As National Adoption week kicks off (12th- 18th October), local adoption agency and charity, Families for Children, is turning its attention to finding loving, adoptive families for those children who wait the longest.
Last month saw the launch of the National Adoption Campaign, #YouCanAdopt, which aims to bust some of the myths around those who are eligible to adopt. Families for Children are going one step beyond that to highlight the need for adopters to consider adopting children who wait the longest for families. This includes sibling groups, children over 5 years old, children with complex needs, Black and Asian children and children of mixed ethnicity (BAME); with a commitment from the charity to help support them when and if their help is needed.
Latest figures out this month show that 27% of children waiting for families are over 5 years old, 5% have complex needs and over 26% are Black and Asian and children of mixed ethnicity. BAME children can wait nearly two years to find families.
Charity Patron and Celebrity Chef, Michael Caines MBE, himself an adoptee of a transracial adoption placement, supports the work of the charity and says of his own adoption, “I grew up with a sense of knowing I was different but was adopted into an amazing family and never wanted for any love or felt that I was somehow missing out on something.”
Michael was adopted (the youngest of his adopted family’s six children) when he was 6 weeks old and his adoption story was always transparent.
Local families are supporting the charity’s campaign and speaking out about their own experience of adopting children who wait the longest.
Liza has adopted twice through Families for Children. Her first daughter was mixed heritage and her second dual heritage. Liza says, “Initially I was open to adopting a child of any ethnicity as my family members are quite unique (in terms of ethnicities) and I am fortunate to have a diverse social network: My eldest daughter was adopted aged 2.5yrs, she is mixed heritage. She was completely the right match for me, and her ethnicity was something that I felt that I could help her with, and most importantly, she wouldn’t be isolated and would be one of many diverse people. With my second daughter, I actively sought a child who was dual/mixed heritage as I felt this would be a better match for my eldest and me.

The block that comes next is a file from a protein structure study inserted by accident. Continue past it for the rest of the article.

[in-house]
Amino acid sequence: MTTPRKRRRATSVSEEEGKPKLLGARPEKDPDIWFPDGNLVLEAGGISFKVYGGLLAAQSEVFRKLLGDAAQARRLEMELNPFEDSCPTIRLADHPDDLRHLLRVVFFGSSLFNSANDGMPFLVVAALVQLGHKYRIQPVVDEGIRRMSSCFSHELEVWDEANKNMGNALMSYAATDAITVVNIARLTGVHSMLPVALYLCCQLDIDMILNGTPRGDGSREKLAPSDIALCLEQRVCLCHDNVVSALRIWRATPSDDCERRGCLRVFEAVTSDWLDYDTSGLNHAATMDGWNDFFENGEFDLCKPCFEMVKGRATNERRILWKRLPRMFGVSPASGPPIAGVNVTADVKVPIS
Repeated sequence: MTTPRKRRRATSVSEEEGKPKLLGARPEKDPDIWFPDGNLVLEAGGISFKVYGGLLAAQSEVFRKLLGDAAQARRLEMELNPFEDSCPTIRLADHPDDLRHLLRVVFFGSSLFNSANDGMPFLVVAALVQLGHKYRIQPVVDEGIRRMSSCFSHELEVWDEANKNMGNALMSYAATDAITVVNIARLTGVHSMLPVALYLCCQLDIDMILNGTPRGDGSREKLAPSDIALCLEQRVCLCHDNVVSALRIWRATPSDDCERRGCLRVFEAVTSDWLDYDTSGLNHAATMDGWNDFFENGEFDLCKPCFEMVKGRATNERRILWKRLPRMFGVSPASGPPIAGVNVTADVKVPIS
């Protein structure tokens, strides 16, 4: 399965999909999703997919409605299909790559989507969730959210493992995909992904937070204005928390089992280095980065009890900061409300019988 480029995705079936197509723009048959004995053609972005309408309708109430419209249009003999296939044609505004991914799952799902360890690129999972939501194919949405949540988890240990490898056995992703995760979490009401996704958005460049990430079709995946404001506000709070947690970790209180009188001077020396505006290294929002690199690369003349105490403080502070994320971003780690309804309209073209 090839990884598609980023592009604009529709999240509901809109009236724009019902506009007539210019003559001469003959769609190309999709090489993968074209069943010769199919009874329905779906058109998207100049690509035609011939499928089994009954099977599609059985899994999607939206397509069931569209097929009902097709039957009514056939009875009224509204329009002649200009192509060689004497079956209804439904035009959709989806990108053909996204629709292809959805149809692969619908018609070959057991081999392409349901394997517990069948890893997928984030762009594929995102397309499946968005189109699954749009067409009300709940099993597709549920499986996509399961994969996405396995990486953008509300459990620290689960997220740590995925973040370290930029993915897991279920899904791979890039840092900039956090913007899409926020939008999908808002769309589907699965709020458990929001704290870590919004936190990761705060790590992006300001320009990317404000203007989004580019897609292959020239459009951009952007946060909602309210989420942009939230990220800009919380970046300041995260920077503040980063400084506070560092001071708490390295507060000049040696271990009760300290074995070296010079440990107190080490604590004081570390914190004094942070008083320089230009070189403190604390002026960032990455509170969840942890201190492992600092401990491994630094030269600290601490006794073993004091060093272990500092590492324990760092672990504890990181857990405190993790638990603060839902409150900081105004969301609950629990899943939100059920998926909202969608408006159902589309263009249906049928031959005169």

“I think children who are BAME, do wait longer for adopters, largely as there are more white adopters than any other ethnicity, plus some white couples/individuals want a child who’ll ‘blend’ with them, or the adopter/s feel they can’t meet the needs of a BAME child in terms of their identity and cultural needs . And while I think it’s right to be cautious, white people can be supported to be actively anti-racist and adopt BAME children.”
Local mum Joy, has adopted 4 children, all with complex needs, through the charity and says,
“Through no fault of their own these children wait far too long to be adopted. People get hooked up on their additional needs but when you tuck them up at night and all they want is a good night kiss you realise that actually EVERY child deserves that. Making a positive change to their lives only changes yours for the positive.”
Families for Children has spent a lot of time dispelling the usual myths and barriers that surround adoption. This new challenge hopes to highlight the plight of these children as well as recruit adopters specifically for them.
Same sex couple Joe and Reece adopted a group of 3 siblings and say, “When we met our social worker and we heard about the agency, they were so welcoming that’s what made it feel amazing. We felt like any other couple considering adoption, there were no barriers to us adopting or negativity towards us being a same sex couple applying – it felt amazing.
“We do know as we get older there will be different challenges that will come up and certain situations, especially adopting a sibling group, but the main thing is we have the support from our adoption agency, our families and friends and other adoptive families. You know you’re not alone.”
Families for Children’s work is centred on supporting those families they bring together. They understand the difficulties that can arise – maybe not immediately and maybe not until children are in their teens or early adulthood – but when, and if they do, Families for Children’s Right Support, Right Time services will provide support and guidance. They can advise, offer therapy and counselling, or simply be at the end of the phone to ensure successful outcomes for children and their families.
The charity is particularly keen to hear from people who would consider adopting children who wait the longest. Families for Children is urging people to take a look at the services they provide and how they can prepare and support you if you choose to adopt.
Please call today on 01364 645480. www.familiesforchildren.org.uk